What exactly is a Hoosier? No one is really sure where the term came from, some say from a poem, others from the Native American word for corn, still others from frontier life when settlers greeting someone coming to the door asked “who’s here?” Whatever the origin, today a Hoosier is a proud resident of Indiana, where settlement began more than 10,000 years ago. A thriving Mississippian culture was discovered by French fur traders who made their way to the state in the 1670s and claimed the territory for France. Congress made it the Indiana Territory in 1800, reviving a name that commemorated Iroquois tribes living in the area. Originally, along with the land within the state’s borders, the territory encompasses present day Illinois, Michigan, Wisconsin, and part of Minnesota. Today, the state is basically a bridge between the Midwest, the industrial states that border the Great Lakes, and the South, with Kentucky in its southern border. In the northern part of the state, the residents of New Harmony experimental colony moved from Pennsylvania and Amish settlers moved in from Ohio. Today, their pastoral lifestyle peacefully coexists and contrasts with the Indianapolis Motor Speedway, a spinoff of the expansion of the auto industry from Michigan, which during the Gilded Age made Indiana a massive industrial state. Even today, the state’s 41-mile Lake Michigan waterfront is one of the world’s great industrial centers producing iron, steel and refining oil. It has also benefited from innovations in the pharmaceutical industry led by Eli Lilly. Southern Indiana is more rural, with more varied terrain since the region was never covered by glaciers. Large tracts of forest surround “the Knobs” a chain of hills up to 1,000 feet in height, and near the Kentucky border, the oldest exposed Devonian fossil beds in the world. Residents here sound more Southern and foodways resemble the south as well.  Enjoy it all, from top to bottom!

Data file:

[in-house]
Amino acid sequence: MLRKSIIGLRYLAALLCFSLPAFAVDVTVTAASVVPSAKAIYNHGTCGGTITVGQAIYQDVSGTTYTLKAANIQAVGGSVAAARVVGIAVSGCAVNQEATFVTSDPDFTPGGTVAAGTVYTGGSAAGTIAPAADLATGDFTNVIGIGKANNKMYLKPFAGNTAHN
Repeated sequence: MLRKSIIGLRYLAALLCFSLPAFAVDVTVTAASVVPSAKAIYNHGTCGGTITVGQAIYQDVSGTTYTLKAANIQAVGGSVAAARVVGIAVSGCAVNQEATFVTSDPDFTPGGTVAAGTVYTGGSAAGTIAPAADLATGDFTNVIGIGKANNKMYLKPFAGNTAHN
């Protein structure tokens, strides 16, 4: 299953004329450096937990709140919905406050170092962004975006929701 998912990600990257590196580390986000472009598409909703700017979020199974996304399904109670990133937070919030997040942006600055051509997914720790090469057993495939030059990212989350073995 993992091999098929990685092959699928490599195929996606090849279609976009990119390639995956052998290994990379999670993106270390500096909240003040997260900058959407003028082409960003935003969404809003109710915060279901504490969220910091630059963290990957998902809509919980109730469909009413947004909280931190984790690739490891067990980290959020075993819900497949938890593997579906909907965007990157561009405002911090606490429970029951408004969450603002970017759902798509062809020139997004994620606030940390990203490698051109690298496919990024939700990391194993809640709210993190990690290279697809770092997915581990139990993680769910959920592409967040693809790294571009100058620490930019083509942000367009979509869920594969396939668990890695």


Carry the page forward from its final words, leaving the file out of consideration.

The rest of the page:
Indiana Scenic Byways